13. (SBLT) We cannot call employees in on weekends or holidays without blowing their cover. Uikewise, they have been unavailable during multiple security closures imposed by the government since February. A Sunni Arab female employee tells us that family pressures and the inability no share details of her employment is very tough; she told her family she was in ’ Jordan .then we sent her on training to the February. Mounting criticisms of the U.S. at home among family members also makes her life difficult. She told us in mid*-June that most of her family believes the U.S. *- which is widely perceived as fully controlling the country and tolerating the malaise *- is punishing populations as Saddani did (but with Sunnis and very poor Shiitenow at the bottom of the list), Otherwise, she says, the allocation of power and security would not be so arbitrary.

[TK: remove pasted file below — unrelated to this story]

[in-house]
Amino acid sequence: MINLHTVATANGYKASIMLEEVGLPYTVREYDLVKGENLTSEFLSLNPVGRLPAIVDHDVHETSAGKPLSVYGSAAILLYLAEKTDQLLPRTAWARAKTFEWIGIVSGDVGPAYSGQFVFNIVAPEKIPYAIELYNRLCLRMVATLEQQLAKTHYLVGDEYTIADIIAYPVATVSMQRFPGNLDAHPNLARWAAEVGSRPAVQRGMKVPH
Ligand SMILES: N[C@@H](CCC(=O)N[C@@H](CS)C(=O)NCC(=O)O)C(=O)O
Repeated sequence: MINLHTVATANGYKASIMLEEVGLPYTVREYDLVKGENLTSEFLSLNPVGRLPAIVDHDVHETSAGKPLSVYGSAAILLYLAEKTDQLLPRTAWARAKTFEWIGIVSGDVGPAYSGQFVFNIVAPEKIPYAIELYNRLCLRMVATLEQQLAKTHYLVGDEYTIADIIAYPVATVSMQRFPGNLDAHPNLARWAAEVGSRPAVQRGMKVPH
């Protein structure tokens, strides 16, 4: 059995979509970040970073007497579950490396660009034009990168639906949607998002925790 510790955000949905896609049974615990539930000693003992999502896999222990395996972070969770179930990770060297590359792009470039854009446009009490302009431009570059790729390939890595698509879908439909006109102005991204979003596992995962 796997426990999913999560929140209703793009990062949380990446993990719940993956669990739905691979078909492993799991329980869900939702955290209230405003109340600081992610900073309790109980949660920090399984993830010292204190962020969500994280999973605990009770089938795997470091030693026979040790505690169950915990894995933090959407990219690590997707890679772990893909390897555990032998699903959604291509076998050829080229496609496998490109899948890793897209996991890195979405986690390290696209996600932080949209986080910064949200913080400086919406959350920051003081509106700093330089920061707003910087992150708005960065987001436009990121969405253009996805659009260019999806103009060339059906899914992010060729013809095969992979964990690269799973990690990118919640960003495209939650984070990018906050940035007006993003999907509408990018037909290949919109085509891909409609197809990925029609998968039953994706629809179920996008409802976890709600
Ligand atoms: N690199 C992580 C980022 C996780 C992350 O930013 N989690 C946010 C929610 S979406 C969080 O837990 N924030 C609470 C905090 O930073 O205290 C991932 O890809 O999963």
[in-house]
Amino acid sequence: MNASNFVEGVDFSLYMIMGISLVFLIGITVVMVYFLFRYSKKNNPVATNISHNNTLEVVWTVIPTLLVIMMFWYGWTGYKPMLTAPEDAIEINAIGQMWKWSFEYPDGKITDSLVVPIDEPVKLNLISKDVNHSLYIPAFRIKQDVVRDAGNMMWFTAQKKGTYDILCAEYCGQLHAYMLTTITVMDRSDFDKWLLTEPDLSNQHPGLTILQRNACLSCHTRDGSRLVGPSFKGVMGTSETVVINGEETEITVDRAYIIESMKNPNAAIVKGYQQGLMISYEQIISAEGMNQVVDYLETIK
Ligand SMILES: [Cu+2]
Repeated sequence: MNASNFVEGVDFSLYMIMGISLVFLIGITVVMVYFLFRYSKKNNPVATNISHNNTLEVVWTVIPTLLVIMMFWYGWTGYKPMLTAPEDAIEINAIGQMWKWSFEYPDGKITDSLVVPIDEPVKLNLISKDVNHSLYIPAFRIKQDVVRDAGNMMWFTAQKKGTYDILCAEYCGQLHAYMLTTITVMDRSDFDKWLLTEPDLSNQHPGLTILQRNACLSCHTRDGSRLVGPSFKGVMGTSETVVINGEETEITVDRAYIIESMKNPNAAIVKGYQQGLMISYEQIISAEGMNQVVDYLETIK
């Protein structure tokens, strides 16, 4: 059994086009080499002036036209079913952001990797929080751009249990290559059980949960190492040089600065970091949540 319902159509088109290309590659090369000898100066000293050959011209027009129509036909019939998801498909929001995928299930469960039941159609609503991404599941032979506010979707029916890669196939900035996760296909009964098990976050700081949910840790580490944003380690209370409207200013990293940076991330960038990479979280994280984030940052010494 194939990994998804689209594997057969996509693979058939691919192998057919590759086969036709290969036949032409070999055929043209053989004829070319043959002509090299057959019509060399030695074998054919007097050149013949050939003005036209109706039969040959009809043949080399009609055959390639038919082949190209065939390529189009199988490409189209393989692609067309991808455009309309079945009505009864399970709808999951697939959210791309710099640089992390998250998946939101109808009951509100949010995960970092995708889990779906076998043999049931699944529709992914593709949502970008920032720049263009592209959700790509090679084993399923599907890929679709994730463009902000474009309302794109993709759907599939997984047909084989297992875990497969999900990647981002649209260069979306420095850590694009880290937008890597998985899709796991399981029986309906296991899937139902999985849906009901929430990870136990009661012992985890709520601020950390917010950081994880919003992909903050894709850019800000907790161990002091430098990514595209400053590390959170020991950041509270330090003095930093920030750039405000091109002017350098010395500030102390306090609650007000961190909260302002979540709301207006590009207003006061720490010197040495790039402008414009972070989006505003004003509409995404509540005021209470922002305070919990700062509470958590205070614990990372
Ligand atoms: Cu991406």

14. CSBU) Some of our staff do not take home their American cell phones , as this makes them a target. Planning for their own possible abduction , they use code names for friends and colleagues and contacts entered into Iraq cell phones. For at least six months, we have not been able to use any local staff members for translation at on-camera press events.

15. (SBU) More recently, we have begun shredding documents printed out that show local staff surnames. In March. a few staff members approached us to ask what provisions would we make for them if we evacuate.

Sectarian Tensions Within Families

16. Ethnic and sectarian fault lines are also becoming part of the daily media fare in the country. One Shiite employee told us in late May that she can no longer watch TI! news with her mother, who is Suruti, because her mother blamed all government failings on the fact that Shiites Are in charge. Many of the employees immediate family members, including her father, one sister, and a brother, left Iraq years ago. This month, another sister is departing for Egypt, as she imagines the future here is too bleak,